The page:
TheGrio Awards, The Champion Icon: Norman Lear

In his 70-plus-year career, legendary TV producer Norman Lear has changed the way Black people are portrayed on screen, from “The Jeffersons” to “Good Times” and “Sanford and Son.”

(Photo by Peter Yang; photo illustration: theGrio)

This summer, Norman Lear turned 100 years old. That’s a milestone for anyone, but when you’re still actively working on 23 new projects like Lear is, and you’ve already masterminded some of TV’s most iconic shows like Lear did, becoming a centenarian is an even bigger deal. 

The culture-shaping work he’s contributed in his 70-plus-year career changed the way Black people were portrayed on screen, from “All in the Family” and “The Jeffersons” to “Good Times” and “Sanford and Son” to “Maude” and “Diff’rent Strokes”; he’s tackled timely topics people were already living with and talking about—think racism, abortion, women’s lib, divorce, drug use and poverty—with comedic aplomb, using primetime as a platform to simultaneously entertain and educate viewers of all backgrounds.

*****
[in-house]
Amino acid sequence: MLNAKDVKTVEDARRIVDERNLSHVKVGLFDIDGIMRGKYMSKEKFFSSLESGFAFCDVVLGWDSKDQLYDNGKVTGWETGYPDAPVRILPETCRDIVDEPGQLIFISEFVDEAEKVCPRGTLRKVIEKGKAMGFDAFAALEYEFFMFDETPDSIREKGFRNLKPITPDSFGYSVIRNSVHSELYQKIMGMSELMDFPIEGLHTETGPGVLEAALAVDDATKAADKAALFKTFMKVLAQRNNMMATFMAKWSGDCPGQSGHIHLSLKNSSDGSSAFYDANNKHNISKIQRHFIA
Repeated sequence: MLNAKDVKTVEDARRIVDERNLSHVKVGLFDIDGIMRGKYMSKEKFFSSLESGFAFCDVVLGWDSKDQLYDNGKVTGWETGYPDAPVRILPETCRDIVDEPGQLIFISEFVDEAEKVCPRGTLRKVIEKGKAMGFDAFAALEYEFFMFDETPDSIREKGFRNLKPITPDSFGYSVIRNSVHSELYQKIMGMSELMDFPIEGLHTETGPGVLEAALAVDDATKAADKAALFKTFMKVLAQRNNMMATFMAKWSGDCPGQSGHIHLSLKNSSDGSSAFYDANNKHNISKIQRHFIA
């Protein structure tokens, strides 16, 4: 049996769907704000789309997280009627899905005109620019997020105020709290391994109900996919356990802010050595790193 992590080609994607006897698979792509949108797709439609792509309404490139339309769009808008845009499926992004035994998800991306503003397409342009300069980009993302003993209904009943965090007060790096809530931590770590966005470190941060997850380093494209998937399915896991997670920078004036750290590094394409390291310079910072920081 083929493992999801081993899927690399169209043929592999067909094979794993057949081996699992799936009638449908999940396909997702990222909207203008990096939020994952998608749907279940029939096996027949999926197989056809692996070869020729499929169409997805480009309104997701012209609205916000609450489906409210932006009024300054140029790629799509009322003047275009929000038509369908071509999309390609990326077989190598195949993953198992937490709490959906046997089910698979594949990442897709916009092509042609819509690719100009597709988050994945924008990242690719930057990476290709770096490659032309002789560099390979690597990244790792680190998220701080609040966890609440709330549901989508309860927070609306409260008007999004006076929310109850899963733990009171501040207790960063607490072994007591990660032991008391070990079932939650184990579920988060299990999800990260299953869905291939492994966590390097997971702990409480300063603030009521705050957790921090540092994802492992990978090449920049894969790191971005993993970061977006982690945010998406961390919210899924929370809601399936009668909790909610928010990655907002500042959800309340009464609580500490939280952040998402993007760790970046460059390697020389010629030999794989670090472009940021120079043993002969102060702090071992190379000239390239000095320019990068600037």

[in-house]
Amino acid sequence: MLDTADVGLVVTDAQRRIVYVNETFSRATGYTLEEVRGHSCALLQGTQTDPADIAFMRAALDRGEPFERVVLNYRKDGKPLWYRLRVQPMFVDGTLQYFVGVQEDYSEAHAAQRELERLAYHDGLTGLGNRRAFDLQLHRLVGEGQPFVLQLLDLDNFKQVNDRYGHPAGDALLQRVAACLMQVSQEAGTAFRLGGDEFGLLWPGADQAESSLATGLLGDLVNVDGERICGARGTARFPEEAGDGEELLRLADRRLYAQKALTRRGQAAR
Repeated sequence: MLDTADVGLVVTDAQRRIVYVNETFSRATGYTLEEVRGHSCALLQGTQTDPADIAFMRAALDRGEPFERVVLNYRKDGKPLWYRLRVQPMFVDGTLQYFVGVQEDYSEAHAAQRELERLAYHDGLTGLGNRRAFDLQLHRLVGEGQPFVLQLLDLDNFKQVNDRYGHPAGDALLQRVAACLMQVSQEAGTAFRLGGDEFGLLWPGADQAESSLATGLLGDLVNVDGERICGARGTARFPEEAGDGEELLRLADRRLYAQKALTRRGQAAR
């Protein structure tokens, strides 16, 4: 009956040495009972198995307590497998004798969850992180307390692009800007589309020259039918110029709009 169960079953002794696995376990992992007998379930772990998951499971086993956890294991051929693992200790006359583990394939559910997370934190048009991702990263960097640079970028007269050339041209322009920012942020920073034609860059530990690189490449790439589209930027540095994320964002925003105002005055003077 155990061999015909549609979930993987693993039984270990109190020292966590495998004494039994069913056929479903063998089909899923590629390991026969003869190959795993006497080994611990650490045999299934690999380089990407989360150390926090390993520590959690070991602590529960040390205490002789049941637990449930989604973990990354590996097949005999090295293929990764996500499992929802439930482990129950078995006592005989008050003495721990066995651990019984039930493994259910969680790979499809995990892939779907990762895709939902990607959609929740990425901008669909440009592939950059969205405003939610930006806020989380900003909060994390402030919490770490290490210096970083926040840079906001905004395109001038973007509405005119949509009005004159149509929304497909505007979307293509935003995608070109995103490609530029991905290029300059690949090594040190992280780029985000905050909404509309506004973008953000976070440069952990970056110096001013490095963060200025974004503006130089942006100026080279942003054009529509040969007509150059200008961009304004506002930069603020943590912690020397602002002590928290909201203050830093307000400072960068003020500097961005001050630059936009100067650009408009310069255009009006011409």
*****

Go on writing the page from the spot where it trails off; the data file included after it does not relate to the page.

That was especially important in the ’70s and ’80s when the influence of conservative, right-leaning Christian values were threatening to infiltrate and overpower TV programming. Norman Lear has produced, written, created or developed more than 100 shows, pioneering television that has reflected our lives, communities and families back to us. And in a time when Black creatives weren’t yet in control of our own storytelling and representation, he shifted the culture for the culture.


Janelle Harris Dixon is a writer, journalist and editor in southeast Washington, D.C., with a special love for covering stories at the intersection of race, gender, class and culture.

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